It has a rugby ball body on its tail fin, no spine and no anus, and an ancient fish in its stomach.
A mysterious animal from 330 million years ago was discovered half a century later ‘similar to a sea slug’
‘toothed tongue’ hunting for food with teeth… Mollusk General Characteristics
Conceptual drawing of Typlosus based on a fossil of a mysterious animal nicknamed the ‘alien goldfish’. It is believed that they hunted their prey by extending their teeth with small teeth. Courtesy of Joshua Knuppe, Royal Ontario Museum.
“A giant spacecraft landed on Earth’s Paleozoic beach. The alien dropped the pet goldfish, exhausted from the long flight, into the water and lost it. The alien goldfish that escaped died a few months later, leaving behind a fossil. Simon Conway Morris, a professor at the University of Cambridge in England, jokingly introduced the nickname ‘Alien Goldfish’ to the world in 2005 in a paper published in the scientific journal ‘Astronomy and Geophysics’. It was a paper that argued that extraterrestrials looked just like us, citing a representative secret fossil called Typlosus.
Typlosus Fossil. The caudal fin resembles a fish. Courtesy of Simon Conway Morris.
Discovered in the late 1960s in a 330-million-year-old limestone formation in Montana, US, Typlosus baffled paleontologists. It is not clear which mechanism should be entered in the form. The talk was about aliens. It was originally thought to be an extinct type of jawless conodont that looked like an eel. However, confusion arose when a conodont from its last meal was found in the stomach of this fossil. The 9-centimeter-long, rugby-ball-sized animal looked like a fish with its well-set tail fin. But it had no spine or anus, and was not surrounded by a hard shell. It is not clear whether it is a fish or an invertebrate.
Typlosus imagination. Courtesy of Joshua Knuppe, Royal Ontario Museum.
A mysterious fossil animal for almost half a century, a series of fossil studies revealed its identity. Professor Morris, who coined the term ‘alien goldfish’, and Jean-Bernard Caron, curator of the Royal Ontario Museum in Canada, said in a paper published in a recent issue of the scientific journal ‘Biology Letters’, “Tiplosus is a surface-swimming mollusk.” The researchers analyzed more than 10 fossils of this animal and suggested that the stomach had a ribbon-shaped organ with about 20 small teeth. This ribbon “appears to be an organ equivalent to the dental plaque of a modern mollusk.”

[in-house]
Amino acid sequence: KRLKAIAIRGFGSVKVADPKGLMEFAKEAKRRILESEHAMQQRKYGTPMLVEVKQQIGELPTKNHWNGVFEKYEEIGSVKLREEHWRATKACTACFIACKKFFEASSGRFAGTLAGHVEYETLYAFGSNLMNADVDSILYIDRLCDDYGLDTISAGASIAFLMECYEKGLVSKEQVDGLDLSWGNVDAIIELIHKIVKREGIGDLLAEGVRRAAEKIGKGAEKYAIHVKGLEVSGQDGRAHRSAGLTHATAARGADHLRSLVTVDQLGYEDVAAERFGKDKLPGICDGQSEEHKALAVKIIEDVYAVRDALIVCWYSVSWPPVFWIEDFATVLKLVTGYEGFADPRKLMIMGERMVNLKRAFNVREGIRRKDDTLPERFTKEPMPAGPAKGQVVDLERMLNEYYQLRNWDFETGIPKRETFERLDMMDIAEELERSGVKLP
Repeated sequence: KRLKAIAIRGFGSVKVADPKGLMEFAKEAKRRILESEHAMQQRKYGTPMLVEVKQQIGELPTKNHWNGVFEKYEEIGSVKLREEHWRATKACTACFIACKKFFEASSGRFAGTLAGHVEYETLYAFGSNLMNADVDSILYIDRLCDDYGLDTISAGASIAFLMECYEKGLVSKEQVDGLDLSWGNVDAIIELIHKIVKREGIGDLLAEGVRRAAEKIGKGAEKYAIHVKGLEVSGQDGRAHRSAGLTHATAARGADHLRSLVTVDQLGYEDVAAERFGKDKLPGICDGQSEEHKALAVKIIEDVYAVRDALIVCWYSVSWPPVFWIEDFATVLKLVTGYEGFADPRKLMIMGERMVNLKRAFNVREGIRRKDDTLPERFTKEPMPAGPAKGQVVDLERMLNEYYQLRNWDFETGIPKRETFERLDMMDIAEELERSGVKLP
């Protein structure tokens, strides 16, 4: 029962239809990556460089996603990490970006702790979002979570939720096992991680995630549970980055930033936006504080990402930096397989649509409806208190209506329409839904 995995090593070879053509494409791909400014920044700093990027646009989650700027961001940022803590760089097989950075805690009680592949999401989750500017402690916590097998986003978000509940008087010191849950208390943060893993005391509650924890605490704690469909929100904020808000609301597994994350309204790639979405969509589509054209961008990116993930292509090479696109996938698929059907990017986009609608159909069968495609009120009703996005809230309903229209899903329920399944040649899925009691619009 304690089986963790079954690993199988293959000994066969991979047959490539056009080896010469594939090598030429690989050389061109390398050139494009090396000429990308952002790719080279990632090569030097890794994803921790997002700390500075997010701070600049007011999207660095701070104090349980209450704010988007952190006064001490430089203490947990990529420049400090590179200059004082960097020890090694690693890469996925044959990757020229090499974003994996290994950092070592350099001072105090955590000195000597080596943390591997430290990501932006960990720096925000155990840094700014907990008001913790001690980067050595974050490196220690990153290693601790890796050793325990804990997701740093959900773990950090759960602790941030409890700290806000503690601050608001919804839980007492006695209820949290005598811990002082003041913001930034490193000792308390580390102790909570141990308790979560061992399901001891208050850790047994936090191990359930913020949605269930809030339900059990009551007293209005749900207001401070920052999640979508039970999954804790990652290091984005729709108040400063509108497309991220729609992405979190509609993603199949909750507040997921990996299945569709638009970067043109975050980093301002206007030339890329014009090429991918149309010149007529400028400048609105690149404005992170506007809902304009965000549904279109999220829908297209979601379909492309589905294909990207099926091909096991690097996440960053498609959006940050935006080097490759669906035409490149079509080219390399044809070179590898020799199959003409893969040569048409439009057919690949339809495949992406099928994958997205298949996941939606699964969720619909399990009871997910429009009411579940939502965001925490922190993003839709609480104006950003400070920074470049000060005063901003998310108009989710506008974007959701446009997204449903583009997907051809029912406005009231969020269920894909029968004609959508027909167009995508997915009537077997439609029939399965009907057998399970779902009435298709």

Teeth and body of Typlosus. The top indicates when it is on the body, the bottom indicates when it is hunting prey. Simon Conway Morris et al. (2022) Courtesy of ‘Biology Letters’.
Dental gums are a type of ‘toothy tongue’ and are characteristic of molluscs. It moves the small-toothed ribbon like a hacksaw to cut prey into small pieces before swallowing. Researchers have found that modern sea slugs resemble Typlosus. This mollusk has a transparent body and swims along the sea surface in search of food.
A species of modern sea slug. It swims along the surface of the ocean with its transparent body and hunts by sticking out its flexible nose. Courtesy of Wikimedia Commons.
The formation process of the Typlosus fossil, which has been placed in the tree of life, is also clear with this study. One day in the Paleozoic Carboniferous, a sea slug-like mollusk died in a coastal lagoon depleted of oxygen by eutrophication when giant dragonflies flew by. Found it. Papers Cited: Biology LettersDOI: 10.1098/rsbl.2022.0179 Correspondent Jo Hong-seop email@example.com
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